Share with them some of the rich learning tasks from youcubed and ask them what they think someone is learning when the are working on these tasks. During this model maths talk with them too and explain how this cements learning.
Discuss my own feelings towards maths and how they changed when someone took the time to explain how maths worked to me in a way in which I could understand it.
From all of this, ask them how well they feel maths was taught to them. If they feel the teaching they received was not the best, this can be linked to their anxiety. It’s not their fault, a lot of it is the way things were in the past in maths teaching.
What were the main ideas you heard from the interview with Carol Dweck that you think can be helpful in your teaching or interactions with students?
Growth mindset is telling the children that they can develop abilities.
Struggle is good but needs some support.
Be ‘casual’ about mistakes whilst offering to help the student get it right and scaffolding their answers.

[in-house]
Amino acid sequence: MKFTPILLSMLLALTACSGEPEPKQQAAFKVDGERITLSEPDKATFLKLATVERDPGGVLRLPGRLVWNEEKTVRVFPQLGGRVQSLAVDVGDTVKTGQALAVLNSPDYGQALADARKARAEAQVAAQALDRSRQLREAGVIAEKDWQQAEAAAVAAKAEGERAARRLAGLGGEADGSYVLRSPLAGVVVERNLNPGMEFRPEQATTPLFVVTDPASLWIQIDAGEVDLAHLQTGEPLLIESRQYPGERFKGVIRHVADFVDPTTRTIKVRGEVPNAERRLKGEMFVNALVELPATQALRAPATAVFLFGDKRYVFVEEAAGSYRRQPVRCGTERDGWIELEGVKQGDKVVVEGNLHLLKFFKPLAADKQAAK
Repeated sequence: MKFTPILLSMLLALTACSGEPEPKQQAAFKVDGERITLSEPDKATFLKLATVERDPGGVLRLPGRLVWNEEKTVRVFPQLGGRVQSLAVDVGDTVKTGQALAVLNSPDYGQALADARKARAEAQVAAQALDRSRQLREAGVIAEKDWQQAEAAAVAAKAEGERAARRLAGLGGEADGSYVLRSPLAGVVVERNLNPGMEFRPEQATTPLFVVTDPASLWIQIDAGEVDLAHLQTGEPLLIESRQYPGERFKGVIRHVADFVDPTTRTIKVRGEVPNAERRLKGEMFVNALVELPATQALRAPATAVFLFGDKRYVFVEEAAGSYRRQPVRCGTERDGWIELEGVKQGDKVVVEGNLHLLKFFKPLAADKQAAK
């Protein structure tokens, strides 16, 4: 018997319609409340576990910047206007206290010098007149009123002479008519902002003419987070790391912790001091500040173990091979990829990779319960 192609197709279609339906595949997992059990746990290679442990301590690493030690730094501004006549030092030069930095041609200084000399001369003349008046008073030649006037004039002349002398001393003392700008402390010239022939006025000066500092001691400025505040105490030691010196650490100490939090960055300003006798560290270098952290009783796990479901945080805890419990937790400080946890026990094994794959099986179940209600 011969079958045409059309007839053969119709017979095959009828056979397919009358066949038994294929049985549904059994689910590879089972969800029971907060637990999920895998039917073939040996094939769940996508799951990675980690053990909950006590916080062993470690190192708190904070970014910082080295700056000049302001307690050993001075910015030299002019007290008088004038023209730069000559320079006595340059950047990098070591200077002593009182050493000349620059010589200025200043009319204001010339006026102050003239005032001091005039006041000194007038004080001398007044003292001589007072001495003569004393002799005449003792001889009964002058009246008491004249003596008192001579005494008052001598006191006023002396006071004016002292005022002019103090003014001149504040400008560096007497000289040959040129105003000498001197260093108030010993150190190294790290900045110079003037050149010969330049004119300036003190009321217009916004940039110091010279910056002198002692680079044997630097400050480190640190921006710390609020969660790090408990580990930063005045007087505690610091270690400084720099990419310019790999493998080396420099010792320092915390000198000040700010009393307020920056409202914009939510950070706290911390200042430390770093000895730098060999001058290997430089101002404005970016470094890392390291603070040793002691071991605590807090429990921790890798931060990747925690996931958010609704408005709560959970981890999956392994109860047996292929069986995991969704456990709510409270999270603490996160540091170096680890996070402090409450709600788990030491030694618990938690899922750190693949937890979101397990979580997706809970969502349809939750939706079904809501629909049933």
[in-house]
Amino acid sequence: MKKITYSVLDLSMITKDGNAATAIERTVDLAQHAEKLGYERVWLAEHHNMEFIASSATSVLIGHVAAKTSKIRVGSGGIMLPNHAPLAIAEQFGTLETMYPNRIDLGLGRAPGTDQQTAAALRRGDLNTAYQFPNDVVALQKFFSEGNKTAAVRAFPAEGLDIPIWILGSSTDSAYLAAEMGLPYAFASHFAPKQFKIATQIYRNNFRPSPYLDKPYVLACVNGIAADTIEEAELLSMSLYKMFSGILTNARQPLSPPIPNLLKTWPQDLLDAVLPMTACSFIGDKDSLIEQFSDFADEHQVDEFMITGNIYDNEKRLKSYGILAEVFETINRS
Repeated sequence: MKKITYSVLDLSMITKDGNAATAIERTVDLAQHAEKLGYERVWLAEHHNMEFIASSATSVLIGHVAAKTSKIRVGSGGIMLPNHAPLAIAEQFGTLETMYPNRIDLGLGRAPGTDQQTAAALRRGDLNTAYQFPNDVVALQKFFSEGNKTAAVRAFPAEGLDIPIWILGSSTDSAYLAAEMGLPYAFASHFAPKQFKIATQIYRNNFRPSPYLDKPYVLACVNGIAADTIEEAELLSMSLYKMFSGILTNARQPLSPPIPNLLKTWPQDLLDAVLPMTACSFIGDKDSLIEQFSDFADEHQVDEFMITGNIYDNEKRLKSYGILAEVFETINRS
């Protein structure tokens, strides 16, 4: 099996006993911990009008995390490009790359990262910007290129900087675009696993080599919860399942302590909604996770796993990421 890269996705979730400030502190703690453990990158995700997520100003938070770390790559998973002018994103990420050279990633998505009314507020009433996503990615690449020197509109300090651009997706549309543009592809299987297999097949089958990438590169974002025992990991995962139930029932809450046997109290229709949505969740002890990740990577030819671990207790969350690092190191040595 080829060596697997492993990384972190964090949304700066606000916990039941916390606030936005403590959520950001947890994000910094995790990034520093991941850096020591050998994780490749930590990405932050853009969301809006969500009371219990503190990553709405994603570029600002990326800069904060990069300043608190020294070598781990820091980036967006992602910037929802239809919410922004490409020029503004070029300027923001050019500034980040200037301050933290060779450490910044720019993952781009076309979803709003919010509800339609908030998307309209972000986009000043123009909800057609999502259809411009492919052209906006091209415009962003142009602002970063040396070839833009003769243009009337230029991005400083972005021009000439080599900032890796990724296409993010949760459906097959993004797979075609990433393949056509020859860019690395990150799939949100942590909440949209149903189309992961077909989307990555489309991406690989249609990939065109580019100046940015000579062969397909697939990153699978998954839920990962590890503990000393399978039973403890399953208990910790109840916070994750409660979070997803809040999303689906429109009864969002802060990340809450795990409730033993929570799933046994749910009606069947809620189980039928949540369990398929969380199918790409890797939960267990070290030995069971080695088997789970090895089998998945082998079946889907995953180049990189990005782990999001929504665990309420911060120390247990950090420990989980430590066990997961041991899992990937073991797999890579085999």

Some people are unclear what a fixed and growth mindset are.
What are you most excited to learn from this course?
New ideas for use in class.
How I can support children who struggle the most with their maths.
Things to say to other teachers, SMT and observers in my classroom when they question what I am doing and why I don’t have maths groups.
What ideas do you think were most helpful for the students in the video? What impacted them most?
The idea that getting things wrong in maths is OK and that finishing first does not mean the best. Also, the idea that only struggling through maths develops the brain. Immediate recall and pages of correct does not grow the brain.
One of the questions in my Mathematical Mindsets MOOC was about gifted children and our labelling of people as gifted.
Since the mid 00’s there has been a requirement to highlight ‘gifted and talented’ children in classes in the schools I have taught in England and Scotland, but on reflection, this flies in the face of a ‘growth mindset’ approach to education.
Here is how I answered the question What do you think the “gifted” label does to young children and their teachers?
If we start by thinking of a gift, we might think of something which is given to us without our needing to do anything to recieve it. i.e. You get your birthday gift, but we didn’t really contribute a lot to being born…